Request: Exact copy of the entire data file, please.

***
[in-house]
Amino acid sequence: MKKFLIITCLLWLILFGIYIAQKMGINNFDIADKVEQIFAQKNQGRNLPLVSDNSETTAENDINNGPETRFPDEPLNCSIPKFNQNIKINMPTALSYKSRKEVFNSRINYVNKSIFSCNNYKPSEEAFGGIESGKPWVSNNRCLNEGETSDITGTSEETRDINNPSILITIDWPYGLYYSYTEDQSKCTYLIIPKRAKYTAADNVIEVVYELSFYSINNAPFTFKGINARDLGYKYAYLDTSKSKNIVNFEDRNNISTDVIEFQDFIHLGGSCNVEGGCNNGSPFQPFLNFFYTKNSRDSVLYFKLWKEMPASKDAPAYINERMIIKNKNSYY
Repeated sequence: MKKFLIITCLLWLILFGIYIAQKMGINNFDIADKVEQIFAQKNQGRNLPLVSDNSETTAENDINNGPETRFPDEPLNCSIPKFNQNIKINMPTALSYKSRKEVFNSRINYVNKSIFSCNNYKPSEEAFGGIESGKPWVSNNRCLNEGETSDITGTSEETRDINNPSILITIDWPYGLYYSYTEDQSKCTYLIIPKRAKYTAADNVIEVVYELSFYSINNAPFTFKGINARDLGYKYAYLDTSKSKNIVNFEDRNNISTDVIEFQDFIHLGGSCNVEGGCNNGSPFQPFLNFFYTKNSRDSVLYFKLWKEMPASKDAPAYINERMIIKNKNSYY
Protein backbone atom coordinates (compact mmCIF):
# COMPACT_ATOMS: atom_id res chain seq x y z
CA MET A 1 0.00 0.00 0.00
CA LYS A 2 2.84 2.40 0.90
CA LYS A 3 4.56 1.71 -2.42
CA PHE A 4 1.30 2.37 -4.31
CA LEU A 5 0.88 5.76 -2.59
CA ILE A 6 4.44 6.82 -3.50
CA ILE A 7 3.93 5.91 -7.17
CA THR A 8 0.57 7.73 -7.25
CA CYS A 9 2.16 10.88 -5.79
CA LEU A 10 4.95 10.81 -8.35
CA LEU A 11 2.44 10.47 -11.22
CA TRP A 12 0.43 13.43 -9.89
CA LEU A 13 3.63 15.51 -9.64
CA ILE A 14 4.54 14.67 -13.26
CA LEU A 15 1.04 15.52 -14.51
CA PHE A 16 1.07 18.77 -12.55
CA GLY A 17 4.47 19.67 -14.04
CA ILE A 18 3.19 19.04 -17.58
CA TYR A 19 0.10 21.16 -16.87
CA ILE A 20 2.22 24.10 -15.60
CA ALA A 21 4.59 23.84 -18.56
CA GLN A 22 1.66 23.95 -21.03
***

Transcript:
[in-house]
Amino acid sequence: MKKFLIITCLLWLILFGIYIAQKMGINNFDIADKVEQIFAQKNQGRNLPLVSDNSETTAENDINNGPETRFPDEPLNCSIPKFNQNIKINMPTALSYKSRKEVFNSRINYVNKSIFSCNNYKPSEEAFGGIESGKPWVSNNRCLNEGETSDITGTSEETRDINNPSILITIDWPYGLYYSYTEDQSKCTYLIIPKRAKYTAADNVIEVVYELSFYSINNAPFTFKGINARDLGYKYAYLDTSKSKNIVNFEDRNNISTDVIEFQDFIHLGGSCNVEGGCNNGSPFQPFLNFFYTKNSRDSVLYFKLWKEMPASKDAPAYINERMIIKNKNSYY
Repeated sequence: MKKFLIITCLLWLILFGIYIAQKMGINNFDIADKVEQIFAQKNQGRNLPLVSDNSETTAENDINNGPETRFPDEPLNCSIPKFNQNIKINMPTALSYKSRKEVFNSRINYVNKSIFSCNNYKPSEEAFGGIESGKPWVSNNRCLNEGETSDITGTSEETRDINNPSILITIDWPYGLYYSYTEDQSKCTYLIIPKRAKYTAADNVIEVVYELSFYSINNAPFTFKGINARDLGYKYAYLDTSKSKNIVNFEDRNNISTDVIEFQDFIHLGGSCNVEGGCNNGSPFQPFLNFFYTKNSRDSVLYFKLWKEMPASKDAPAYINERMIIKNKNSYY
Protein backbone atom coordinates (compact mmCIF):
# COMPACT_ATOMS: atom_id res chain seq x y z
CA MET A 1 0.00 0.00 0.00
CA LYS A 2 2.84 2.40 0.90
CA LYS A 3 4.56 1.71 -2.42
CA PHE A 4 1.30 2.37 -4.31
CA LEU A 5 0.88 5.76 -2.59
CA ILE A 6 4.44 6.82 -3.50
CA ILE A 7 3.93 5.91 -7.17
CA THR A 8 0.57 7.73 -7.25
CA CYS A 9 2.16 10.88 -5.79
CA LEU A 10 4.95 10.81 -8.35
CA LEU A 11 2.44 10.47 -11.22
CA TRP A 12 0.43 13.43 -9.89
CA LEU A 13 3.63 15.51 -9.64
CA ILE A 14 4.54 14.67 -13.26
CA LEU A 15 1.04 15.52 -14.51
CA PHE A 16 1.07 18.77 -12.55
CA GLY A 17 4.47 19.67 -14.04
CA ILE A 18 3.19 19.04 -17.58
CA TYR A 19 0.10 21.16 -16.87
CA ILE A 20 2.22 24.10 -15.60
CA ALA A 21 4.59 23.84 -18.56
CA GLN A 22 1.66 23.95 -21.03